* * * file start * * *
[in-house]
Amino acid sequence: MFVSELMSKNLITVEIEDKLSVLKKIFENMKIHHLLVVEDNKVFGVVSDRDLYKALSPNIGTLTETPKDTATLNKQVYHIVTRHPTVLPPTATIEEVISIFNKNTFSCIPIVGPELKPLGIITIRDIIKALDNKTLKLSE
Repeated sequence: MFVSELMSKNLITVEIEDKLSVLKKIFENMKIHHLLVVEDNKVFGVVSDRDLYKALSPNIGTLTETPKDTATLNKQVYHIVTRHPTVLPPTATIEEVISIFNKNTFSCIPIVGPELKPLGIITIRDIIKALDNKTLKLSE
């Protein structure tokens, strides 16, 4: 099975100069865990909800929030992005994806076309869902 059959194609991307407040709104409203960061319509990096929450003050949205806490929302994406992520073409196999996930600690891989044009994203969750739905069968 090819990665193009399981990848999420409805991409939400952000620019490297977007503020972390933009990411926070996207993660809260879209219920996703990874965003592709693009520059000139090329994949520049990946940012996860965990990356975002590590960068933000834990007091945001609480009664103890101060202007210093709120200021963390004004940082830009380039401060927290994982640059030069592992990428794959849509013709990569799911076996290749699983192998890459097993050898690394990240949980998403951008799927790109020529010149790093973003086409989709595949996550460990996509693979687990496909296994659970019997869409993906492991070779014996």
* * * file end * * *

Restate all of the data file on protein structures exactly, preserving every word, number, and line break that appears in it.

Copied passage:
[in-house]
Amino acid sequence: MFVSELMSKNLITVEIEDKLSVLKKIFENMKIHHLLVVEDNKVFGVVSDRDLYKALSPNIGTLTETPKDTATLNKQVYHIVTRHPTVLPPTATIEEVISIFNKNTFSCIPIVGPELKPLGIITIRDIIKALDNKTLKLSE
Repeated sequence: MFVSELMSKNLITVEIEDKLSVLKKIFENMKIHHLLVVEDNKVFGVVSDRDLYKALSPNIGTLTETPKDTATLNKQVYHIVTRHPTVLPPTATIEEVISIFNKNTFSCIPIVGPELKPLGIITIRDIIKALDNKTLKLSE
């Protein structure tokens, strides 16, 4: 099975100069865990909800929030992005994806076309869902 059959194609991307407040709104409203960061319509990096929450003050949205806490929302994406992520073409196999996930600690891989044009994203969750739905069968 090819990665193009399981990848999420409805991409939400952000620019490297977007503020972390933009990411926070996207993660809260879209219920996703990874965003592709693009520059000139090329994949520049990946940012996860965990990356975002590590960068933000834990007091945001609480009664103890101060202007210093709120200021963390004004940082830009380039401060927290994982640059030069592992990428794959849509013709990569799911076996290749699983192998890459097993050898690394990240949980998403951008799927790109020529010149790093973003086409989709595949996550460990996509693979687990496909296994659970019997869409993906492991070779014996």